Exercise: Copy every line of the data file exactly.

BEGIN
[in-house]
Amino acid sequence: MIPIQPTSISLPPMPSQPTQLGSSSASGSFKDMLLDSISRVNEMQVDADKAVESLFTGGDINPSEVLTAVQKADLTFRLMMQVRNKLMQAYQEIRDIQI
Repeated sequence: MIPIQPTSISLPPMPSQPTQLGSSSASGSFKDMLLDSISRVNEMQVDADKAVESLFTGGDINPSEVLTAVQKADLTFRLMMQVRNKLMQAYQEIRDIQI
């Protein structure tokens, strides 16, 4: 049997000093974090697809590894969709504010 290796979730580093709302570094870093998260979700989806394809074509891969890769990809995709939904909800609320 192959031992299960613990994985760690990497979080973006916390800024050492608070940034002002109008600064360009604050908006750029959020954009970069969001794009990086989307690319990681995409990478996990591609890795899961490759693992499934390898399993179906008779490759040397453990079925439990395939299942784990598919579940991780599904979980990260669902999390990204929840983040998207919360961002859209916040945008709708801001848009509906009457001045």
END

[in-house]
Amino acid sequence: MIPIQPTSISLPPMPSQPTQLGSSSASGSFKDMLLDSISRVNEMQVDADKAVESLFTGGDINPSEVLTAVQKADLTFRLMMQVRNKLMQAYQEIRDIQI
Repeated sequence: MIPIQPTSISLPPMPSQPTQLGSSSASGSFKDMLLDSISRVNEMQVDADKAVESLFTGGDINPSEVLTAVQKADLTFRLMMQVRNKLMQAYQEIRDIQI
């Protein structure tokens, strides 16, 4: 049997000093974090697809590894969709504010 290796979730580093709302570094870093998260979700989806394809074509891969890769990809995709939904909800609320 192959031992299960613990994985760690990497979080973006916390800024050492608070940034002002109008600064360009604050908006750029959020954009970069969001794009990086989307690319990681995409990478996990591609890795899961490759693992499934390898399993179906008779490759040397453990079925439990395939299942784990598919579940991780599904979980990260669902999390990204929840983040998207919360961002859209916040945008709708801001848009509906009457001045």